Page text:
Author Contributions

Conceptualization, A.A.; methodology, A.A.; original draft preparation, M.V.; writing, review and editing, M.V., R.B., L.F., P.S.J., T.S.K., R.P.R., R.K., S.K., M.C., A.A. All authors have read and agreed to the published version of the manuscript.


This research received no external funding.


We greatly acknowledge Cynthia Lynn Hann for her considerable contribution of English grammatical and fluidity improvement in the development of this paper. The first author dedicates this paper to the King of Iran’s Vocals, Mohammad Reza Shajarian (1940–2020), for all of his efforts and achievements for Persian classical music.

Conflicts of Interest

The authors declare no conflict of interest.


  1. Warner, T. The Son of God as “The Beginning” in Proverbs 8. 2019. Available online: (accessed on 23 June 2019).
  2. Burns, P.D. The Muses: Nine Goddesses from Greek Mythology. Owlcation. 2018. Available online: (accessed on 23 June 2019).
  3. Mays, L.W.; Angelakis, A.N. Gods and Goddesses of Water. In Evolution of Water Supply throughout Millennia; Angelakis, A., Ed.; IWA Publishing: London, UK, 2012; Chapter 1; pp. 1–18. [Google Scholar]
  4. Haland, E.J. Let it Rain or Rain Conceive: Rituals of Magical Rain-Making in Modern and Ancient Greece. In European Landscapes and Lifestyles: The Mediterranean and Beyond; Roca, Z., Spek, T., Terkeli, T., Plieninger, T., Höchtl, F., Eds.; Edic¸ões Universita’rias Luso’fonas: Lisbon, Portugal, 2007; pp. 285–304. [Google Scholar]
  5. Brindle, R.S. The New Music; Oxford University Press: Oxford, UK, 1987. [Google Scholar]
  6. Lee, H.D.P. Plato: Republic. Harmondsworth; Penguin Publishing: Baltimore, MD, USA, 1974. [Google Scholar]
  7. McKinnon, J.W. Hydraulis. In Groves Dictionary of Music and Musicians; Oxford University Press: Oxford, UK, 2016. [Google Scholar]
  8. Naveed, B.M. Gandhara Civilization. Encyclopedia, Amcient History. 2015. Available online: (accessed on 23 June 2019).
  9. Cartwright, M. Ancient Greek Music. Encyclopedia Ancient History. 2013. Available online: (accessed on 23 June 2019).
  10. Kotsanas, K. Ancient Hellenic Technology—The Inventions of the Ancient Greeks: Research, Study and Construction; K. Kotsanas Publ.: Pyrgos, Greece, 2013; p. 160. [Google Scholar]
  11. Yannopoulos, S.; Lyberatos, G.; Theodosiou, N.; Li, W.; Valipour, M.; Tamburrino, A.; Angelakis, A.N. Evolution of Water lifting devices (pumps) through the centuries worldwide. Water 2015, 7, 5031–5060. [Google Scholar] [CrossRef] [Green Version]
  12. Pöhlmann, E.; West, M.L. Documents of Ancient Greek Music: The Extant Melodies and Fragments; Pöhlmann, E., Martin, L., Eds.; West. Clarendon Press: Oxford, UK, 2001. [Google Scholar]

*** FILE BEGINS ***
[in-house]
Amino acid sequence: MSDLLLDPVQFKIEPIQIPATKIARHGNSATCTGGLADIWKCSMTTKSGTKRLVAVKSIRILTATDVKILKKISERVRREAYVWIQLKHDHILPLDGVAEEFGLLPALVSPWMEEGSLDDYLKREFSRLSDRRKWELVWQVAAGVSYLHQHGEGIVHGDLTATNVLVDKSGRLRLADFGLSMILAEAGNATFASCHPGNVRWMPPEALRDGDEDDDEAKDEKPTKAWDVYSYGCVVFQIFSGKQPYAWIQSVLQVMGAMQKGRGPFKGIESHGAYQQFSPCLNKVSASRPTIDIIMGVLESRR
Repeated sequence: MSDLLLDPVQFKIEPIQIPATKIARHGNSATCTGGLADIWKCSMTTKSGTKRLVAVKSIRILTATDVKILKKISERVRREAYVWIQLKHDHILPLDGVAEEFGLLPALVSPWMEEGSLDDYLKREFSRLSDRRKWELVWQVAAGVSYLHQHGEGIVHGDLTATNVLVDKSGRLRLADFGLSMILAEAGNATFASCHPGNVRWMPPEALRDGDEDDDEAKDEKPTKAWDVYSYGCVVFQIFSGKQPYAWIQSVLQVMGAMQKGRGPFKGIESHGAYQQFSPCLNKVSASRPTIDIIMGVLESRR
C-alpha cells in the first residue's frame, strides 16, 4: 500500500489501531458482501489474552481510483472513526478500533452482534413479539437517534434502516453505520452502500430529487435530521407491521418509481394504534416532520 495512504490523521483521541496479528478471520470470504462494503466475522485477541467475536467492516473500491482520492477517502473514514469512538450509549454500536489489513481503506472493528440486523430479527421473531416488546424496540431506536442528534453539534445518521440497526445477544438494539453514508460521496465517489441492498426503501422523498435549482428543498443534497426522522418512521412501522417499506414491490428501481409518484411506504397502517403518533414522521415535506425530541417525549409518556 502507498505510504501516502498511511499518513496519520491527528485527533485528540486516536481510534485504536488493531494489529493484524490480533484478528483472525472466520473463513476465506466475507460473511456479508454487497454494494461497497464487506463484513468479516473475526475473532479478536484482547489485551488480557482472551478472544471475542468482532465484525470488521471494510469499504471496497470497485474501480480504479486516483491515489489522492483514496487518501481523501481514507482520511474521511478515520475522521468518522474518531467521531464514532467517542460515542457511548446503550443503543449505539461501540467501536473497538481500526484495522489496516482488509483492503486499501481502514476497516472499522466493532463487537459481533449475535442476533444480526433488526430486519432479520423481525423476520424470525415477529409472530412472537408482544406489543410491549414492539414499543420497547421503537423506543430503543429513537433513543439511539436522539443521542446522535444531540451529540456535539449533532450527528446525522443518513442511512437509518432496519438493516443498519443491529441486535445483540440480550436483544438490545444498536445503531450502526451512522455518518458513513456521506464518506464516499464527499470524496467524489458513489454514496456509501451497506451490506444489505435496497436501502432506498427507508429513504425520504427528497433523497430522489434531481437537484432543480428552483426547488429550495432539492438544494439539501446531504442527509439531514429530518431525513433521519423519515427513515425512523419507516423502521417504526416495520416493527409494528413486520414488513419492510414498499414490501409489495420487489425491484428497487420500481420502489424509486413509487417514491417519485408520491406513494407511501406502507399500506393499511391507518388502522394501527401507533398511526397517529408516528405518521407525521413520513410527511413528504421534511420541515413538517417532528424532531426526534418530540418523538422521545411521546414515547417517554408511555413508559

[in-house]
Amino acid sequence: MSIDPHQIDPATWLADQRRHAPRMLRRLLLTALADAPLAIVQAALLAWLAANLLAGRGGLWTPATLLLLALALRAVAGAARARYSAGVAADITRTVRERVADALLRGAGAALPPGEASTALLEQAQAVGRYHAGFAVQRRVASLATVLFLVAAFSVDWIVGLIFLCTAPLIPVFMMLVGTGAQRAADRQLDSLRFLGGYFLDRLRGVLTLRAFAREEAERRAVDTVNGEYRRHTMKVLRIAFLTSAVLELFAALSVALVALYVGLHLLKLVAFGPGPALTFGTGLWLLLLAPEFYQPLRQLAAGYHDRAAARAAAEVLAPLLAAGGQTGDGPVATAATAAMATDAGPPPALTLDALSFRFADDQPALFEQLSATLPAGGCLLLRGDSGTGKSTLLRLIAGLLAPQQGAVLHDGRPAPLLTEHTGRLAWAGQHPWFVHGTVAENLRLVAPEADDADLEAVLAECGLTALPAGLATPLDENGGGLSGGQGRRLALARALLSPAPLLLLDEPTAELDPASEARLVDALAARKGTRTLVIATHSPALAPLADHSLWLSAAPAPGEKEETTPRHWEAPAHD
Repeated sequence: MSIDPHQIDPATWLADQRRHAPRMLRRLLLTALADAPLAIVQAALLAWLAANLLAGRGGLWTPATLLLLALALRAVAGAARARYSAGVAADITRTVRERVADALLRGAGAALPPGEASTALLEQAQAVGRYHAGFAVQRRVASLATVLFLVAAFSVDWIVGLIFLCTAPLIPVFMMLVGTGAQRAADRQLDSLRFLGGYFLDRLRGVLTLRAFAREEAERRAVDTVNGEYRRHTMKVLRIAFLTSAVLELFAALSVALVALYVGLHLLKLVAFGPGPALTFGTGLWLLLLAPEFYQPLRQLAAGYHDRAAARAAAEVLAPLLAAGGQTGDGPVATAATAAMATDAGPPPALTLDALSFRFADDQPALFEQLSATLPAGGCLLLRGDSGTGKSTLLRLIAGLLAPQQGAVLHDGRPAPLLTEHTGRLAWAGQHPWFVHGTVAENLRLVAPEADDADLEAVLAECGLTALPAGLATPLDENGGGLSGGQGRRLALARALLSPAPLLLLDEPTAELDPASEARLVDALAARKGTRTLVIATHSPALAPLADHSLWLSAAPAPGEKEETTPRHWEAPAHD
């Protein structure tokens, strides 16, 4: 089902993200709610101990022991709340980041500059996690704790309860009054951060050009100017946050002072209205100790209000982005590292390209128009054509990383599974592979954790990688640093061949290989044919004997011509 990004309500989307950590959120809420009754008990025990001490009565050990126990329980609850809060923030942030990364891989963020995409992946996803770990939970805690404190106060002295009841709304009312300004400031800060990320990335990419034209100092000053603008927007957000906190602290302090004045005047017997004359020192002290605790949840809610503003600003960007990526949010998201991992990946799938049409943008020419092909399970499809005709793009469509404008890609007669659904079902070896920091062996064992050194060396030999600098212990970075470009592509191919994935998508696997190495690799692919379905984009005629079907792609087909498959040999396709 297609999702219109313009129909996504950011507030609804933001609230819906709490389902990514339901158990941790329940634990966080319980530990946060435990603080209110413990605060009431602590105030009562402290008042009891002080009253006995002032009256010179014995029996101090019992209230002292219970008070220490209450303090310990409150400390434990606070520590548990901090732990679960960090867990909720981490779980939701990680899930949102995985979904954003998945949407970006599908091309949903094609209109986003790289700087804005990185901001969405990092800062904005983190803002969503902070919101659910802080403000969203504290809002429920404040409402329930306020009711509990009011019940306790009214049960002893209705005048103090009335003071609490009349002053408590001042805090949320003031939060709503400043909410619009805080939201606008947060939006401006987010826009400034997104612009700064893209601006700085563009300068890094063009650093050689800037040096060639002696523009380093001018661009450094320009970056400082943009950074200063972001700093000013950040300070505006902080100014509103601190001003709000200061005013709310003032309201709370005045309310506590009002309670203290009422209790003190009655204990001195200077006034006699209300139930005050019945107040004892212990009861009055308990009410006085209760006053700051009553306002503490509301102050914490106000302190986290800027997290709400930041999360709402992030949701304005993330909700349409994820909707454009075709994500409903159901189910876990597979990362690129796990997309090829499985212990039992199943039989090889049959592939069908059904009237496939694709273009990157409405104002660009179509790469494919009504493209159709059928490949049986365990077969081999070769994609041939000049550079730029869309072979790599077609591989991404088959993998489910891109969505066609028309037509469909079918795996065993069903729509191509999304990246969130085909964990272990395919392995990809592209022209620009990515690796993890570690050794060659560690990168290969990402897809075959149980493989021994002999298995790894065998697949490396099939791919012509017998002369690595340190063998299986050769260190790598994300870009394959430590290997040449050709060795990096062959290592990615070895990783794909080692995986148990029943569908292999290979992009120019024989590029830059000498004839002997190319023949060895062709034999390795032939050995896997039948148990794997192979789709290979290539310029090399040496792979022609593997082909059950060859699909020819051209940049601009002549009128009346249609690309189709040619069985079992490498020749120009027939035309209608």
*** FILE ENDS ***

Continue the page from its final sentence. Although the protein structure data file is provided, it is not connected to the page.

13. Brown, B.; D’Angour, A. Delphic Paean by Athenaios Athenaiou. Performing Materials (Draft). 2017. Available online: (accessed on 23 June 2019).
  14. O’Connor, J.J.; Robertson, E.F. Heron Biography. The MacTutor History of Mathematics Archive. 2008. Available online: (accessed on 5 April 2011).
  15. Stamp, J. A Brief History of Robot Birds: The Early Greeks and Renaissance Artists Had Birds on Their Brains. 2013. Available online: (accessed on 4 June 2019).
  16. Ord-Hume, A. Hydraulic Automatic Organs—The self playing water organs of the Italian gardens. Music Autom. 1987, 3, 1–2. [Google Scholar]
  17. Pohl, C.F. Cursory Notices of the Origin and History of the Glass Harmonica; Petter and Galpin: London, UK, 1862. [Google Scholar]
  18. King, A.H. The Musical Glasses and Glass Harmonica. In Proceedings of the Royal Musical Association; Taylor & Francis, Ltd.; Royal Musical Association: Abingdon, UK, January 1945; Volume 72, pp. 97–122. [Google Scholar]
  19. Rossing, T.D. Acoustics of the glass harmonica. J. Acoust. Soc. Am. 1994, 95, 1106–1111. [Google Scholar] [CrossRef]
  20. Apel, W. Glass harmonica. In Harvard Dictionary of Music; Don Michael Rande, L., Ed.; Harvard University Press: Harvard, MA, USA, 1969; p. 347. [Google Scholar]
  21. Rothstein, E. Playing on Glass. New York Times. 15 January 1984. Available online: (accessed on 3 July 2014).
  22. Wald, E. Music of the Spheres: The Glass Harmonica. Elijah Wald—Writer, Musician. 1996. Available online: (accessed on 3 July 2014).
  23. Brands, H.W. The First American: The Life and Times of Benjamin Franklin; First Anchor Books Edition; Anchor: New York, NY, USA, 2000. [Google Scholar]
  24. Cope, K.L. 1650–1850: Ideas, Aesthetics, and Inquiries in the Early Modern Era; AMS Press: New York, NY, USA, 2004; p. 149. [Google Scholar]
  25. Cullin, M. Whompyjawed: A Novel; Open Road Media, Scribner: New York, NY, USA, 2015. [Google Scholar]
  26. Bloch, T. GFI Scientific Glass Blowing Products and Services: The Glass Harmonica. 2009. Available online: (accessed on 5 June 2016).
  27. Tommasini, A. Resonance Is a Glass Act for a Heroine on the Edge. The New York Times. 5 October 2007. Available online: (accessed on 18 July 2018).
  28. Zeitler, W. “E. Power Biggs Attempts a Keyboard Armonica”. 2009. Available online: (accessed on 5 June 2016).
  29. Zeitler, W. Water Trough. 2009. Available online: (accessed on 5 June 2016).
  30. Zeitler, W. Census. The Glass Armonica. William Zeitler. 2014. Available online: (accessed on 3 July 2014).
  31. Murtomäki, V. (unknown; Translated by Fletcher Roderick). Sibelius, Jean (1865–1957). Available online: (accessed on 23 June 2019).
  32. Tuomas-Kettunen, J. Harri Vuori Tunnelmoi Kalliomaalausten äärellä. Kulttuuri. 29 July 2014. Available online: (accessed on 12 December 2019). (In Finnish).
  33. Luukkonen, I. Rock Art in Finland. 2018. Available online: (accessed on 23 June 2019).